Re: Re:

        for your information patents are property
        there is no law requiring you to market your invention


        I thought the entire purpose of the patent system was to give incentive to creators to invent something for the betterment of society by giving them a temporary monopoly. If you invent something and sit on it, or worse, use it to stop *others* from bringing the invention to the market, then you're clearly acting counter to the entire purpose of the system.

        So, hiding behind the patent system to pressure (or outright take) money from other businesses that you have no sensible claim to is a perversion of the entire system, and is what gives the patent system the appearance of being broken.

         

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        Troll, Apr 16th, 2009 @ 11:52am

        Re: Re:

        A troll is a troll is a troll is a troll.
        Plz no feed the troll

         

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    Matt Bennett, Apr 16th, 2009 @ 7:36am

    In a way, this is better than other similar patent cases, cuz at least the patent isn't super-generic. He lays out the design and purpose pretty specifically.

     

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    bender, Apr 16th, 2009 @ 7:37am

    bite my shiny metal ass
    i'm just playing the long con

     

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    HPIguy, Apr 16th, 2009 @ 7:43am

    He waited so long becuase he's been really busy on the set of Futurama.

     

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    angry dude, Apr 16th, 2009 @ 7:52am

    more info

    This is not the first lawsuit with this patent

    The lawsuit Bender vs. Texas Instruments was filed back in 2006 and it was SETTLED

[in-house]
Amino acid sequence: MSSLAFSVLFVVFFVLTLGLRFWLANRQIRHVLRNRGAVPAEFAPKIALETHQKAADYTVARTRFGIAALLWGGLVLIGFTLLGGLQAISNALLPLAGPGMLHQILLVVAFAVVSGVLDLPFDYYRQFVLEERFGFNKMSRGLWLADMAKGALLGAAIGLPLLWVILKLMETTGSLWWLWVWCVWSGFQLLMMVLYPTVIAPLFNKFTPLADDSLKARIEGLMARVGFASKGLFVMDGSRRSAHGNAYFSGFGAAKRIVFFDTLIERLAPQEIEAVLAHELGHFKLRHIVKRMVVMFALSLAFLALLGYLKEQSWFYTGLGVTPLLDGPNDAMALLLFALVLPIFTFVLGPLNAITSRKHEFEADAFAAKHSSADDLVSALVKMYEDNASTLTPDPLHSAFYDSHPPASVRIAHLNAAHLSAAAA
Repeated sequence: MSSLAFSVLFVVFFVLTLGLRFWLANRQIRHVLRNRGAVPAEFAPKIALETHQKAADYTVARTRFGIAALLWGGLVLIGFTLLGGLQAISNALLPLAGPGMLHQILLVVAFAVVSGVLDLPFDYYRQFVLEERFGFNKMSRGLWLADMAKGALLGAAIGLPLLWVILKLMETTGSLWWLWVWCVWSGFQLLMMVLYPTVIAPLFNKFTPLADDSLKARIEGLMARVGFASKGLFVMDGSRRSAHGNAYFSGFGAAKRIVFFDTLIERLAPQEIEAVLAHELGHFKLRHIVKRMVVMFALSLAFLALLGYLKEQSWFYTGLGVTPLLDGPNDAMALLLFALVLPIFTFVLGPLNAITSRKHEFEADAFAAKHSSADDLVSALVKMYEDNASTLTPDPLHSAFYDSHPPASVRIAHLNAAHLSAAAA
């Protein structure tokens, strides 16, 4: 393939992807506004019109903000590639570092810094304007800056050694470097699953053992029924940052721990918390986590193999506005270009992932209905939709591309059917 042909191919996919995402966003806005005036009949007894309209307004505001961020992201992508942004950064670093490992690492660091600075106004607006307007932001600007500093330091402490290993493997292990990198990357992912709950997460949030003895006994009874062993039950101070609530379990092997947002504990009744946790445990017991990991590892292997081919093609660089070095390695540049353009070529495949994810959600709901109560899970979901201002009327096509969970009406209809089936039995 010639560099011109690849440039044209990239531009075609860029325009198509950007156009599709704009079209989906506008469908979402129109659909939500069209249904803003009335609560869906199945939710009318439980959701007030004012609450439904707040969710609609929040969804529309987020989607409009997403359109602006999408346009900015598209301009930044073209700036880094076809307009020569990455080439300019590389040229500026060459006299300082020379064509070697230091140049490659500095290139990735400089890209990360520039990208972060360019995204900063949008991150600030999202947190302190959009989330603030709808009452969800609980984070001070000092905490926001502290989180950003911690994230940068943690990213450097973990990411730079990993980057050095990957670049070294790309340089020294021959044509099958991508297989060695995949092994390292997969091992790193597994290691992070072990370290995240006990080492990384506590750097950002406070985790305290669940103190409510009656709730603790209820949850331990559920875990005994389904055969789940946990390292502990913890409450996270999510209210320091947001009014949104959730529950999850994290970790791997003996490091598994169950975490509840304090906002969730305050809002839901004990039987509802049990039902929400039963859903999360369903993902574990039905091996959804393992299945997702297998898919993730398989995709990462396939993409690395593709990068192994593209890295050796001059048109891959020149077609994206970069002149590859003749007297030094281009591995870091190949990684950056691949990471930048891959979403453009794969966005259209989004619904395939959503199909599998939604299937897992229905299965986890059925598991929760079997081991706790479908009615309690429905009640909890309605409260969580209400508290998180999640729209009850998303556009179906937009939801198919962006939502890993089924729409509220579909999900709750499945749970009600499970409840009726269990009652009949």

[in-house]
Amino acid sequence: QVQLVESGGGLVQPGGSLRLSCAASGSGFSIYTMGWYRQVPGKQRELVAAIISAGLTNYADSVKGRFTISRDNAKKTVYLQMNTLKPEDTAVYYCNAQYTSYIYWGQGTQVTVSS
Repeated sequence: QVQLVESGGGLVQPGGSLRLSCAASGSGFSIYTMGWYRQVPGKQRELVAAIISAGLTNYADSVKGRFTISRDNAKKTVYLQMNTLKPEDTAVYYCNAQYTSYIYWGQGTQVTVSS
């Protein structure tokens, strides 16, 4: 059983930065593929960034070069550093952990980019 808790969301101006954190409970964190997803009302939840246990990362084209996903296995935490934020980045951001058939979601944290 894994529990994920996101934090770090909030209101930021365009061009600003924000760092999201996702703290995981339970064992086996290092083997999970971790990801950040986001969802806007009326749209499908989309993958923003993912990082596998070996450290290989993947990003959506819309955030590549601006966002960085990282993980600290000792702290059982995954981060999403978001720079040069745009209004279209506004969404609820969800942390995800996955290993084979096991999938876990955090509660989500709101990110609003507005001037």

A pretty strong indication of patent validity

    You can kiss Mikey's stinking ass all you want but we have laws in this country (so far at least)

     

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      Anonymous Coward, Apr 16th, 2009 @ 8:26am

      Re: more info

      Ahh...SETTLED...lots of things get SETTLED for lots of reasons.

       

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      Chronno S. Trigger, Apr 16th, 2009 @ 9:08am

      Re: more info

      Settled? What did it get settled for? Was it TI walking up to Bender and saying "Look, we can put you into the poor house over this lawsuit. How about you drop this and we'll call it settled."

      I can't find any details on Google. Only that he sued, nothing about settling.

       

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    Sam Anwar, Apr 16th, 2009 @ 10:17am

    How to steal inventions?

    I don't understand much about this whole concept of stealing ideas from obscure patents that were never implemented or marketed, so I am just curious as to how all those large companies such as IBM, Sony, etc... "stole" the "invention" from the original "inventor"? Or did they? I mean was it a coincident? Or do all those companies have dedicated people that just spend their day searching for inventions to steal? How does it work?

     

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    TravisO, Apr 16th, 2009 @ 11:27am

    This is why I...

    patented the negatively charged particle, your very existence is in violation and I demand retribution!

     

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    Anonymous Coward, Apr 16th, 2009 @ 6:29pm

    Funny how WH is absent and AD appears ...
    and then AD is adsent and WH appears.

     

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    Gene Cavanaugh, Apr 17th, 2009 @ 5:47pm

    Joe Bender

    Perhaps it would be better if they all paid up?

    Actually, the transconductance amplifier (buffered or not) has been around longer than anyone you know, except me - and when I built my first one, it was already old.

     

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    Heather Lucero, Apr 20th, 2011 @ 9:18am

    Gregory Bender Patent Infringement

    The question was "who is Gregory Bender and why has he waited so long to sue?". The answer is that Gregory Bender is an eccentric genius with some personal issues (not unlike some other inventors of the 20th century: Nicola Tesla ring a bell?). He is, however, brilliantly creative and was working on this technology since the mid-1980's when we would sit in his dorm room staring at an oscilloscope and making diy circuits with materials from Radio Shack. He deserves to have his contribution recognized and compensated just as surely as the "rabbit ears" guy and the intermittent windshield wiper guy. And, yes, they made movies from those, too.